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Hail and farewell: A tribute to those we lost in 2021

They touched us in so many ways … their talents, their deeds, their special gifts. Time for our look back at those who left us in the year gone by. With Lee Cowan, we say "Hail and Farewell":

As Mandy Patinkin and Bernadette Peters sang in "Sunday in the Park With George," "Move On" – that's something we've been trying to do all year, to move a little closer to normalcy. But we still ended the year with more COVID deaths than last year, and a whole new variant that's threatening our holidays once again.

There were more school shootings, and a deadly line of tornadoes that cut a scar across the nation's midsection in December – not exactly common. So much for normal.

Broadway, though, re-opened (cautiously), and with it a new revival of the groundbreaking musical "Company," although still reeling from the loss of its creator, Stephen Sondheim.

From "Into the Woods" to "Follies" to "Sweeney Todd," Sondheim was one of the most influential composer-lyricists Broadway has ever known. A standing ovation to him.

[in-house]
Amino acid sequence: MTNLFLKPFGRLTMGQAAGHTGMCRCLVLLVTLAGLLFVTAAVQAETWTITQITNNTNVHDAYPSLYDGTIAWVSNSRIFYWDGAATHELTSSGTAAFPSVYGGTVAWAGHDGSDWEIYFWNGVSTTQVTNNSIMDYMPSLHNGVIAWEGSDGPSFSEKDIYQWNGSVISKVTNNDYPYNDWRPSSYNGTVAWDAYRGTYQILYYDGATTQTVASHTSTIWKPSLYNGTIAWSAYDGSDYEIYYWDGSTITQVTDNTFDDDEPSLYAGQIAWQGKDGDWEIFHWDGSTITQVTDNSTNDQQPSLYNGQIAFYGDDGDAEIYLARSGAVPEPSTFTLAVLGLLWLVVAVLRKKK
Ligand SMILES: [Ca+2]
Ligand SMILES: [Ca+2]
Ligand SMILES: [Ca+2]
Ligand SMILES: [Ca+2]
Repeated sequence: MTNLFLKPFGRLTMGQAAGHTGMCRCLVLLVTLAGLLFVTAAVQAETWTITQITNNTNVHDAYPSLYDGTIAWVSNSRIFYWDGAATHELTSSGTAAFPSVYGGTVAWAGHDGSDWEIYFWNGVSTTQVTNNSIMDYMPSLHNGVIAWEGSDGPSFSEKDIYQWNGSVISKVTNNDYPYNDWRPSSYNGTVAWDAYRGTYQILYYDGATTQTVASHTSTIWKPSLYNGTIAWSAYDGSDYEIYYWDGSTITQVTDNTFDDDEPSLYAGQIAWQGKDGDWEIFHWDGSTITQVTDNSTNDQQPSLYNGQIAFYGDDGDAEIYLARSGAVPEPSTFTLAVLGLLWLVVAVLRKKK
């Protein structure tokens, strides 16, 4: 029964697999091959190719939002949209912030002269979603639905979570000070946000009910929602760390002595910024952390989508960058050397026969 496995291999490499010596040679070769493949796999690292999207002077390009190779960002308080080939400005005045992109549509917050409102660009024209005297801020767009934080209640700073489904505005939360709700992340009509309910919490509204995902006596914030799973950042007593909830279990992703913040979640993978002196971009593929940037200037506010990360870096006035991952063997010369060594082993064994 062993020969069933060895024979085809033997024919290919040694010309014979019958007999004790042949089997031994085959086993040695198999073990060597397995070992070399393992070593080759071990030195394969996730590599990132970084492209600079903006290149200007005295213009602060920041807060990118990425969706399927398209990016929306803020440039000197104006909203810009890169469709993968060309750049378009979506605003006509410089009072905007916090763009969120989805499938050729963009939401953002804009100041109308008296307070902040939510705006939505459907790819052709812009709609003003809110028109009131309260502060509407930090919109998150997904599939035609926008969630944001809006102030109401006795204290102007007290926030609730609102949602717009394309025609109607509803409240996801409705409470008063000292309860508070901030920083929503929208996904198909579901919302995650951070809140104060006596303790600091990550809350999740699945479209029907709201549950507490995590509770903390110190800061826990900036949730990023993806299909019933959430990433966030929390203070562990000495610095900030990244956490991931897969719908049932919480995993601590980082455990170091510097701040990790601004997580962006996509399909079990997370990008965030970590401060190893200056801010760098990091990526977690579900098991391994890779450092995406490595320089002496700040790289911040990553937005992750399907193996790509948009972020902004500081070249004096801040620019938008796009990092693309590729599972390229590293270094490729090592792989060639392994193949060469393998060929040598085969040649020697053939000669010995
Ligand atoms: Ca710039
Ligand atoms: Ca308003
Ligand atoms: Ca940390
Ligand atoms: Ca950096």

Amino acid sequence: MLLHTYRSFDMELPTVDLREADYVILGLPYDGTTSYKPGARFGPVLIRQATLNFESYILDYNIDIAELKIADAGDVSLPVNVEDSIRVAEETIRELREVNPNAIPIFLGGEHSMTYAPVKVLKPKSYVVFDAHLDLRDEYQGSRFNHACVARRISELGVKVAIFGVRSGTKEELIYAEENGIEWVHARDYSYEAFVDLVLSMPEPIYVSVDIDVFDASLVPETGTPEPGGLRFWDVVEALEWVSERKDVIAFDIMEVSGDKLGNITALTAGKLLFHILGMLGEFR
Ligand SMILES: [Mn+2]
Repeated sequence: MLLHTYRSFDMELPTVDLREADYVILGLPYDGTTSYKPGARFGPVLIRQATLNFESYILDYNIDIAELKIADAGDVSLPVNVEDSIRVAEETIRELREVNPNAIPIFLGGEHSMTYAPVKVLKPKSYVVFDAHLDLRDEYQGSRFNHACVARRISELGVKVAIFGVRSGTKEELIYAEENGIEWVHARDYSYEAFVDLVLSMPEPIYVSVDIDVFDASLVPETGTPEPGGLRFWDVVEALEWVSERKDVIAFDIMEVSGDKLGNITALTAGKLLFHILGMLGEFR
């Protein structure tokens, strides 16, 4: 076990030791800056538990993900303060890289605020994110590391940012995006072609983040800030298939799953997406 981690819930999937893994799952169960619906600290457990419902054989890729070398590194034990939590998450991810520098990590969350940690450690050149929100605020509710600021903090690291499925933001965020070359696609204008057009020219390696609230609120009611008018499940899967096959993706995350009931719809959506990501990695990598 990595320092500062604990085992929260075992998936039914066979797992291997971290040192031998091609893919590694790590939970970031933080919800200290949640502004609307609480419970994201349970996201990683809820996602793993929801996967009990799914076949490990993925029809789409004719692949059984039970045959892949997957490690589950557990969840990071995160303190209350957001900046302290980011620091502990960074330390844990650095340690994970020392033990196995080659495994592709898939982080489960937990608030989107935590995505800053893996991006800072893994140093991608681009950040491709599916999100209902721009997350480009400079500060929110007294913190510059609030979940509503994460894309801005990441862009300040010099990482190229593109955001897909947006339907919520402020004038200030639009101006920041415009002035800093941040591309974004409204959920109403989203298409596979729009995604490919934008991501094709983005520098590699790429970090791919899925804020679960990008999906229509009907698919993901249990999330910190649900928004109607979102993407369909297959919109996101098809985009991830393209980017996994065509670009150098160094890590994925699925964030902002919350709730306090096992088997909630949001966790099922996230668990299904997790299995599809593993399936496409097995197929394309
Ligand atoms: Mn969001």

Cicely Tyson left us after decades of powerful performances that elevated the lives of Black Americans and their stories.

In 2013 Tyson told "Sunday Morning" correspondent Lee Cowan, "I wanted to address certain issues, and I chose to use my career as my platform."

"And how did you go about doing that?" he asked.

"Just simply ruling out what I wouldn't do."

Of all her roles, "The Autobiography of Miss Jane Pittman" she considered her most important.

There were other fighters, like Gloria Richardson, who pushed aside a National Guardsman's rifle.

Lucille Times staged a one-woman bus boycott six months before Rosa Parks.

And they both lived long enough to see Colin Powell reach the peak of politics. He was the first Black Chairman of the Joint Chiefs, and National Security Advisor, and later, President George W. Bush's Secretary of State.

"People look to you and trust you because you're serving selflessly as the leader – not self-serving, selflessly," Powell said.

To all of those who served our country – abroad and at home – we salute you. 

Capitol Police Officer Brian Sicknick Lies In Honor At U.S. Capitol
 A man pays respect to U.S. Capitol Police officer Brian D. Sicknick as he lies in honor in the U.S. Capitol on February 2, 2021 in Washington, D.C. Brendan Smialowski/Getty Images

Hammering Hank Aaron served America in uniform, too, surpassing Babe Ruth as baseball's home run king, on April 8, 1974.

As broadcaster Vin Scully said following Aaron's 715th home run, "What a marvelous moment for baseball, for the country, and the world … a Black man is getting a standing ovation in the Deep South for breaking a record of an all-time baseball idol!"